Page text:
Preventive social health programs: are they Australia's answer to rising health care costs in rural communities?
Australian Journal of Rural Health 9(6): 293-296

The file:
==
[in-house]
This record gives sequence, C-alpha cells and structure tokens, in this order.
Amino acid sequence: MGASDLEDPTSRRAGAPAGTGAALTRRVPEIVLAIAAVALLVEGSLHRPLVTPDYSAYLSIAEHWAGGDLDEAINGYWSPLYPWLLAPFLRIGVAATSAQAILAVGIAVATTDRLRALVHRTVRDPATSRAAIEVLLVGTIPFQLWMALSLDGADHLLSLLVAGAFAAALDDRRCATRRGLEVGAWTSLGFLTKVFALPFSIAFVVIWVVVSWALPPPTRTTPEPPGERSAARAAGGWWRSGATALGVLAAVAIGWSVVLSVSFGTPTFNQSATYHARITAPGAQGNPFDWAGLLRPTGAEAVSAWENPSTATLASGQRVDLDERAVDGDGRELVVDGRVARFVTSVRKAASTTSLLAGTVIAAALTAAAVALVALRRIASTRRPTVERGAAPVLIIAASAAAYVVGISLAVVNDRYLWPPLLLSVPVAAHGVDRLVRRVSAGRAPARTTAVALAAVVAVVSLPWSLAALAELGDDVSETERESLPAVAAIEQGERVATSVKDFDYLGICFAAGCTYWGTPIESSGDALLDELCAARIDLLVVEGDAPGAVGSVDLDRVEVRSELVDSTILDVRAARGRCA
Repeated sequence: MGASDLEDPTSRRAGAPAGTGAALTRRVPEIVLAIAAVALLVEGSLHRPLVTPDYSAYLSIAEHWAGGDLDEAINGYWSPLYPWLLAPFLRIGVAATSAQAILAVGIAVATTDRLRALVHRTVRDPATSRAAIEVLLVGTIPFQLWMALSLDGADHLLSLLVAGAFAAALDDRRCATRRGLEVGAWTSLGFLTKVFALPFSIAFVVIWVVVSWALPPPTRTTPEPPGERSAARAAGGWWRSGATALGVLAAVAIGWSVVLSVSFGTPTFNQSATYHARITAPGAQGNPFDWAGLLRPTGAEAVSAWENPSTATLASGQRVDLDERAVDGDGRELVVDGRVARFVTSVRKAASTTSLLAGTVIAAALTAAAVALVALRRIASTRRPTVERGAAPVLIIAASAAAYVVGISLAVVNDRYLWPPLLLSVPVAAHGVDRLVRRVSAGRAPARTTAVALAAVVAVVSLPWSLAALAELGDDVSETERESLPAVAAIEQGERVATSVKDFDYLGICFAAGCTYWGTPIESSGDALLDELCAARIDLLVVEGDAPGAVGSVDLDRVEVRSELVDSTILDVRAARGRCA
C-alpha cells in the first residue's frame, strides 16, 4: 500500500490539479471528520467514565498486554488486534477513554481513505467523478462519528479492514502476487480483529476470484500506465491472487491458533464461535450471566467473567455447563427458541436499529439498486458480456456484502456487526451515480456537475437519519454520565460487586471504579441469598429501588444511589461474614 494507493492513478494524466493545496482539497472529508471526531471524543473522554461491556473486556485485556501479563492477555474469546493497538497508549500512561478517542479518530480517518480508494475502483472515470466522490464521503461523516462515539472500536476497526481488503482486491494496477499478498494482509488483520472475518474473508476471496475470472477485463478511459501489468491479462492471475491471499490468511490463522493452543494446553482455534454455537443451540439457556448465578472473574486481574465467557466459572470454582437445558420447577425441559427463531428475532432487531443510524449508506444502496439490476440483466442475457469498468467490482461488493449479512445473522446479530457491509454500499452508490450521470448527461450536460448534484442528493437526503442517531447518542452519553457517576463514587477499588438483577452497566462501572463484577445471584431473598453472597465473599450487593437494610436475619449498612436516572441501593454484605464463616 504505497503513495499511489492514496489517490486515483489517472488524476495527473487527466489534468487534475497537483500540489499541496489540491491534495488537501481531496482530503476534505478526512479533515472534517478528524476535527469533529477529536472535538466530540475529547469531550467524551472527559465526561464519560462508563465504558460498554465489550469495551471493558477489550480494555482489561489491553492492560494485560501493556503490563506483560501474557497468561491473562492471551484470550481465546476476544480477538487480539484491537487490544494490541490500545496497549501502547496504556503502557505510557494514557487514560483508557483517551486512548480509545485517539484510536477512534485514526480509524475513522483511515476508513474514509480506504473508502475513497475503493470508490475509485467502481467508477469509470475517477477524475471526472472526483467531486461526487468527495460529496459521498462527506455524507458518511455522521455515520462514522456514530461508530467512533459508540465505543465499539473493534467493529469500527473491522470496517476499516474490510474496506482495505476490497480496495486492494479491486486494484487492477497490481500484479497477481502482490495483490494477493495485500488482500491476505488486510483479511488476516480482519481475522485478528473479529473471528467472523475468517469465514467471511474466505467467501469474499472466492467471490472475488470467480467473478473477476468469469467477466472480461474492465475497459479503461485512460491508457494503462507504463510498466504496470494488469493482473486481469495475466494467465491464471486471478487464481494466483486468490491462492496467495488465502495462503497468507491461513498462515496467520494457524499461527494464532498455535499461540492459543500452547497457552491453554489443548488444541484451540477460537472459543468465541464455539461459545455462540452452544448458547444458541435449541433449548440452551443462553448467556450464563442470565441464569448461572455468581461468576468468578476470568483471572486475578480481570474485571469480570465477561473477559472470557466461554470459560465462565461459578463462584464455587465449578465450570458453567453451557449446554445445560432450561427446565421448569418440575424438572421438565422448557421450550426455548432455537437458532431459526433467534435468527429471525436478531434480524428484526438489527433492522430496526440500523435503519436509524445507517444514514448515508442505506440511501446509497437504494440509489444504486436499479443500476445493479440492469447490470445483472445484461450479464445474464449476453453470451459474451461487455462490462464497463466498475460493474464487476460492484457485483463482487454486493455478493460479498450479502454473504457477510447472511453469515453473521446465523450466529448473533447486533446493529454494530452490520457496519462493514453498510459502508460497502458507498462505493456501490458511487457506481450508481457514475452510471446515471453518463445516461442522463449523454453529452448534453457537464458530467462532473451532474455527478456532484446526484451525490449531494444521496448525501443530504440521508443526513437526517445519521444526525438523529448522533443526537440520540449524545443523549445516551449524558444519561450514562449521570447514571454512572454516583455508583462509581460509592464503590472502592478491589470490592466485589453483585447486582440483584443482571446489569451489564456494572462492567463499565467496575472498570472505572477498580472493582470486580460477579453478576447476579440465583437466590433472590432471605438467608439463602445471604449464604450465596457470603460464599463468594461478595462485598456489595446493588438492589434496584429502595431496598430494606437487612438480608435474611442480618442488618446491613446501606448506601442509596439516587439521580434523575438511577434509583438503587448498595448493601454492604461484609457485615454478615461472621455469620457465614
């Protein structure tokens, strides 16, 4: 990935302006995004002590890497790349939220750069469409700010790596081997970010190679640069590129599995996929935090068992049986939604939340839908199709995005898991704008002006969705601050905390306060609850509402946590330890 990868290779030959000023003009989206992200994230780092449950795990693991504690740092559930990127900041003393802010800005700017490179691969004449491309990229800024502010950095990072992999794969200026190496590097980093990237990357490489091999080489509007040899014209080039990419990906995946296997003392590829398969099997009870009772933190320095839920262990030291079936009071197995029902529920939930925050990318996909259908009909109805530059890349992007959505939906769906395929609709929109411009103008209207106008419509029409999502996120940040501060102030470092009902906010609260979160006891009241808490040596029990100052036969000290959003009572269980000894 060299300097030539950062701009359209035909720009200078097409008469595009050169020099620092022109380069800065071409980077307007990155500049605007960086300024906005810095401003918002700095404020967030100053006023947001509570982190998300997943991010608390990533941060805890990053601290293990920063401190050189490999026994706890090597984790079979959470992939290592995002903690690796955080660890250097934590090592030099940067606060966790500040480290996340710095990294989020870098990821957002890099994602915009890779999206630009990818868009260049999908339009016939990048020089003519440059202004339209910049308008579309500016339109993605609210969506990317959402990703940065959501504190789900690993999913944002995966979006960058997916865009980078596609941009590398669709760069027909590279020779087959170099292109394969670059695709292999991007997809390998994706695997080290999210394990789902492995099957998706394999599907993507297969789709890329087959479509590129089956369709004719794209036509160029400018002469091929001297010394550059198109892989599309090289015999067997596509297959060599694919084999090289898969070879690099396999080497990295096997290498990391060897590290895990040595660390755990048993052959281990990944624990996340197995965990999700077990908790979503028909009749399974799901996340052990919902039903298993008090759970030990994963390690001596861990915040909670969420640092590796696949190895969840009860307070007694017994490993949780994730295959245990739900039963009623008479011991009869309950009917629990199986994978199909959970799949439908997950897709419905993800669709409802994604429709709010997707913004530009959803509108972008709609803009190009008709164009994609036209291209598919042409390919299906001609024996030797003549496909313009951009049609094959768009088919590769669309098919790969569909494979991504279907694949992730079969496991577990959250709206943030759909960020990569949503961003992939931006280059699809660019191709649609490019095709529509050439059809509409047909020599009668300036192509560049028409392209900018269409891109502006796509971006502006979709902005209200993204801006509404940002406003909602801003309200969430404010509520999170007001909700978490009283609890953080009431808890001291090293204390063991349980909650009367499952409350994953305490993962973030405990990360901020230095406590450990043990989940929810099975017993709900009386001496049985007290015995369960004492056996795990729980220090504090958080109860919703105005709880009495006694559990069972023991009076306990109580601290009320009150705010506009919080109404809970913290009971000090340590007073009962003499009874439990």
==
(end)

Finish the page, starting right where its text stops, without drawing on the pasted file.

Although we have good evidence to support the notion that early intervention, prevention and community education programs can mitigate the impact of preventable disease, expanded primary health care is also being promoted by Australian governments as a panacea for reducing growth in demand generally. While preventive programs do reduce acute demand, they may not do so the extent that resources, currently allocated to the acute sector, can be substituted to provide the additional primary care services necessary to reduce acute demand permanently. These developments have particular relevance for rural and isolated communities where access to acute services is already very limited. What appears to be occurring, in rural South Australia at least, is that traditional acute services are being reduced and replaced with lower level care and social intervention programs. This is well and good, but eventually the acute care being provided in rural health units now will still need to be provided by other units elsewhere and probably at much higher cost to the system and to consumers. Where rural communities have previously managed much of their own acute service demand, they may now be forced to send patients to more distant centres for care but at much greater social and economic cost to individuals and the system.